Show-stopping style at NYC's Met Gala
The stars got all dressed up for the annual catwalk that is the Met Ball. This year's theme was 'China: Through The Looking Glass' but not everyone got the memo...
Last year's Met Ball was notorious for one reason, and it had nothing to do with fashion. All anyone was talking about was Solange and brother-in-law Jay-Z's row in a lift. Beyoncé clearly decided it was time to give us something else to talk about when she opted to wear the barest of barely there dresses (see panel). Solange took a different approach, but her origami-inspired dress was just as shocking
Lady in red Amal Clooney cut a ruffled figure in Maison Margiela Couture, but ran the risk of being likened to a frilly loo roll
Sarah Jessica Parker
Talk about making a statement… SJP made sure all eyes were on her by accessorising her H&M dress (yes, really, she designed it herself in collaboration with the brand…) with a fiery Philip Treacy headdress. Words (almost) fail us
Those with a sweet tooth might admire Kerry Washington's saccharine pink Prada, but, for us, it's a dab of sherbet too many
You can always count on Lady Gaga for an entrance. The outlandish dresser embraced the Asian theme head-on with a mammoth Balenciaga coat dress-come-kimono with black feathers woven through
Rihanna looked to Chinese designer Guo Pei for a majestic showstopper, complete with fur rim and elaborate embroidery. The lengthy train was unfortunately likened to an omelette numerous times on social media
Anne Hathaway surprised in a Ralph Lauren gold lamé hooded evening dress and earned herself a high-five from us for being original
Kate Hudson gilded herself in Michael Kors's gold leaf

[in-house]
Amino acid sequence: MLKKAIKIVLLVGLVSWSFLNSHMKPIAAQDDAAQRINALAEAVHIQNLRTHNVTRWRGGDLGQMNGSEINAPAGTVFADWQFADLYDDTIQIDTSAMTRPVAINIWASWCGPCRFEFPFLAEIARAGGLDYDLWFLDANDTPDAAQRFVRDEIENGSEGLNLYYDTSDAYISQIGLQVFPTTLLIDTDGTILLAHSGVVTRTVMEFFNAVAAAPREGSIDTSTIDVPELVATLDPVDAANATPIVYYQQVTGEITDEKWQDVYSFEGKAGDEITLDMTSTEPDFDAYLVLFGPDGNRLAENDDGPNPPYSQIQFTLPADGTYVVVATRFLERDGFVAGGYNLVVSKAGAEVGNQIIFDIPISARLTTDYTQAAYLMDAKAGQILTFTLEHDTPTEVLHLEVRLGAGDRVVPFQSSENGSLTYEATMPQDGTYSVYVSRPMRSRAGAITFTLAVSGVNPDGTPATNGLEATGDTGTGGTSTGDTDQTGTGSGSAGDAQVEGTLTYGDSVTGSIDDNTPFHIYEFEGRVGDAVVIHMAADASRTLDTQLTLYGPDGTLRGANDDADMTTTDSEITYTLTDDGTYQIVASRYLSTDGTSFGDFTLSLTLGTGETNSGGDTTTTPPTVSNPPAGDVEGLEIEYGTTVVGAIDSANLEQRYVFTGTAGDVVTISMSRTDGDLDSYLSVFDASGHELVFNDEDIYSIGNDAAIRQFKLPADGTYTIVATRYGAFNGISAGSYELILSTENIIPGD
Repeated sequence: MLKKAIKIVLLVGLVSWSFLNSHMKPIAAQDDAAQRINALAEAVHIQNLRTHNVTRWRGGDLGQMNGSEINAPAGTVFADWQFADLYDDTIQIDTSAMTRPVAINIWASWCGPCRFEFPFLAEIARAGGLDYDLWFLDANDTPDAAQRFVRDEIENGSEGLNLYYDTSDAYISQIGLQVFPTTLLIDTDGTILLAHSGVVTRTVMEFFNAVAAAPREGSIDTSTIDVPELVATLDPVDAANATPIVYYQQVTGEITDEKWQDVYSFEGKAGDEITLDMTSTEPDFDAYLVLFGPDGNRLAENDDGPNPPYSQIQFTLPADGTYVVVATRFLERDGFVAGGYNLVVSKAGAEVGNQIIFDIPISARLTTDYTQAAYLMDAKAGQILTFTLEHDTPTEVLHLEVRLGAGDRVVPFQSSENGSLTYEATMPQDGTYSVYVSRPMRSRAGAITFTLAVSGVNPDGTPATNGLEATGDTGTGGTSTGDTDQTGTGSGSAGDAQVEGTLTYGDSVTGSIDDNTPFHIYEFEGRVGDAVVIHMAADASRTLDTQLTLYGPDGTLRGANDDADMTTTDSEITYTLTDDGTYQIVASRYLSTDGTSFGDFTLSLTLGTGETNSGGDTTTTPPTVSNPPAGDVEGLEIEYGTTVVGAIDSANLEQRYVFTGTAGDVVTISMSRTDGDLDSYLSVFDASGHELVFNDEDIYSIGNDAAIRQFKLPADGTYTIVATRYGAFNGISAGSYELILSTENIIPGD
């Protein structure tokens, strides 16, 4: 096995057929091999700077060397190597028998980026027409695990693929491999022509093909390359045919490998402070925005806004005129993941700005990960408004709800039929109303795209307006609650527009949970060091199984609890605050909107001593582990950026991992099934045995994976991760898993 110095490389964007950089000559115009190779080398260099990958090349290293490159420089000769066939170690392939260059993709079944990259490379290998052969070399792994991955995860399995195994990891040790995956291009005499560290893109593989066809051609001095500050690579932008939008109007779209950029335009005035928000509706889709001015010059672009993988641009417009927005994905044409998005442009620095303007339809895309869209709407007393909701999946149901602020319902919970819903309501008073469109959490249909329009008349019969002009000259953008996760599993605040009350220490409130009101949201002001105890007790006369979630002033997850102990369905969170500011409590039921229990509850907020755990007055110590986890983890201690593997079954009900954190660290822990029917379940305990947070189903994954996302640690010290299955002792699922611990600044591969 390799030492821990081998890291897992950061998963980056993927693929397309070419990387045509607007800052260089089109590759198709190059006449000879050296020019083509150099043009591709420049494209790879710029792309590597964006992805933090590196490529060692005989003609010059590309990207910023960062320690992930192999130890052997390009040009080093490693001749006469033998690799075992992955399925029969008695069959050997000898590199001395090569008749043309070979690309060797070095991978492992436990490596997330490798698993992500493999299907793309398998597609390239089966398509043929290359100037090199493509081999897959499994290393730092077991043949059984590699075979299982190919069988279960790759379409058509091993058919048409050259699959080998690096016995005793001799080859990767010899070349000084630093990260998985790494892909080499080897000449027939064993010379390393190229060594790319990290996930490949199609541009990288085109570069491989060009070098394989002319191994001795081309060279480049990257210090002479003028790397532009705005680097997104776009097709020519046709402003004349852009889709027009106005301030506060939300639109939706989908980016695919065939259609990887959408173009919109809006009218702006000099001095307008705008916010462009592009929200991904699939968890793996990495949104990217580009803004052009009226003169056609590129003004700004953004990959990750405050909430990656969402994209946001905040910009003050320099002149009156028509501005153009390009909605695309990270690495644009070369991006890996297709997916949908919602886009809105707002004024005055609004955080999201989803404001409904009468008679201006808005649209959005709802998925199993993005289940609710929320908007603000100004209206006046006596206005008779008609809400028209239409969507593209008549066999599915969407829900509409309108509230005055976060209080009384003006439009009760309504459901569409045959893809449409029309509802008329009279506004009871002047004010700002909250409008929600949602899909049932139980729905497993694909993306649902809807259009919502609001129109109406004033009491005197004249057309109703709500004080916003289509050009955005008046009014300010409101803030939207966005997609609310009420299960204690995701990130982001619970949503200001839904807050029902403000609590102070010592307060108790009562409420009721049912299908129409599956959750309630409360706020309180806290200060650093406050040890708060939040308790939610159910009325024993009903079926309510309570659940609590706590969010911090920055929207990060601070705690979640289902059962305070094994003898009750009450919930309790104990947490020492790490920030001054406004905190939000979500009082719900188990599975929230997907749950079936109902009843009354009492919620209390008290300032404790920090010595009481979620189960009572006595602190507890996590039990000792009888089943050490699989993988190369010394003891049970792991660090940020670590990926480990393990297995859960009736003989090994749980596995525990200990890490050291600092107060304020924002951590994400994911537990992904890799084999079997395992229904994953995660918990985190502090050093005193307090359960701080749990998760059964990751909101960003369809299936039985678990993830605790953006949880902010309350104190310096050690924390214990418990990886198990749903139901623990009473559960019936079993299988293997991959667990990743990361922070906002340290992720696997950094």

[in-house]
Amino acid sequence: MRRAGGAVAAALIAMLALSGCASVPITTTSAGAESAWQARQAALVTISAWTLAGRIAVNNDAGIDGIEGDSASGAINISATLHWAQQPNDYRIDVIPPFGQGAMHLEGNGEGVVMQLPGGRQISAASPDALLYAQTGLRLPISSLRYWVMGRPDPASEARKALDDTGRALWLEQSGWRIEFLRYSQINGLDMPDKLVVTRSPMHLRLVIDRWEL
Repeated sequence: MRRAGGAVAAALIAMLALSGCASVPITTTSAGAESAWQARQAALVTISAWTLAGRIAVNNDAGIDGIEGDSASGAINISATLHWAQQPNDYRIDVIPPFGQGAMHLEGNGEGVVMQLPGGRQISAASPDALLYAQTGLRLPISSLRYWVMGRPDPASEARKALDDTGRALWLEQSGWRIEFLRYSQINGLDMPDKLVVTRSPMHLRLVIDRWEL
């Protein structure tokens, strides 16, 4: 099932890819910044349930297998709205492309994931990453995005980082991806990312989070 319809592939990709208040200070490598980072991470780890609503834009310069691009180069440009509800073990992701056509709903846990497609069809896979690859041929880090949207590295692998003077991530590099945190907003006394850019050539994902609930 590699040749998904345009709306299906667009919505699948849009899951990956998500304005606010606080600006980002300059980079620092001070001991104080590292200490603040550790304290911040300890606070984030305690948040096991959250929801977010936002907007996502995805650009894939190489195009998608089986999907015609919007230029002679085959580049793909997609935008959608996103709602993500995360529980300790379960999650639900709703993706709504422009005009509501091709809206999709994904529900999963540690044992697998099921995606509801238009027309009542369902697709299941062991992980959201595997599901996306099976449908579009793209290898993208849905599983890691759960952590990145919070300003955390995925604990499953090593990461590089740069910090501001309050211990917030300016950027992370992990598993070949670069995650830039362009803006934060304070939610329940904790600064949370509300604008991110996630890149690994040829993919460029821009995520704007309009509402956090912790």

The Met Gala's bum note: a sheer step too far? As Beyoncé, Kim Kardashian and Jennifer Lopez bare all at fashion's biggest event, flesh-flashing seems to have had its day
Coverage is soooo overrated. Not press coverage (that's always great in Celeb World), body coverage. In fact, a lack of the latter greatly improves the chances of the former. See this very article for evidence.
Perhaps it was Anna Wintour's apparent ban on social media that made various stars at Monday night's Met Gala feel the need to bare all and turn up practically naked; a kind of panic-induced reaction to not being able to post 5,000 selfies during the event and therefore having to pack an evening's worth of attention-grabbing snaps into the time it took to saunter up the red carpet.
Arguably, it was Beyoncé who stole the sheer (or should we say rear...) show. The singer peacocked her way passed hoards of waiting photographers in a Givenchy creation that barely qualified for inclusion in the 'dress' category. Sheer nude silk spattered with 'strategically' placed gems, it left nothing to the imagination (except for undergarment ponderings) - one false move and Beyoncé's Yoncé would have been the night's main attraction. At least it would have overshadowed last year's unfortunate lift incident...
But wherever Beyoncé triumphs, Kim Kardashian follows in her shadow. Cue a body-baring number by Peter Dundas for Roberto Cavalli, the designer's first as creative director of the label. Seemingly Dundas felt that the only bit of the reality star that required coverage was her shoulders, which were incased in some out-of-place shoulder pads; everything else was there for all to see.
Not that it's anything we haven't seen before. According to Instagram, Kardashian was channeling Cher at the first ever Met Gala in 1974, when the singer wore a sheer dress by her long-time costume designer Bob Mackie.
And when there's a whiff of bottom-baring in the air you know JLo is never far away. The original queen of the 'booty', Lopez encased her curves in a sheer Versace number which was embellished with a winding sequinned Chinese dragon. But even her risquè dress was relatively tame by comparison to Beyoncé and Kim K. Well, if tame means that at least your lady lumps are covered.
So, if we take one thing from 2015's Met Gala, let it be this: baring all, just like anything that's rehashed over and over, doesn't shock anymore. Let's have a more imagination, and indeed a lot more left to the imagination, next time. Please.
- Bibby Sowray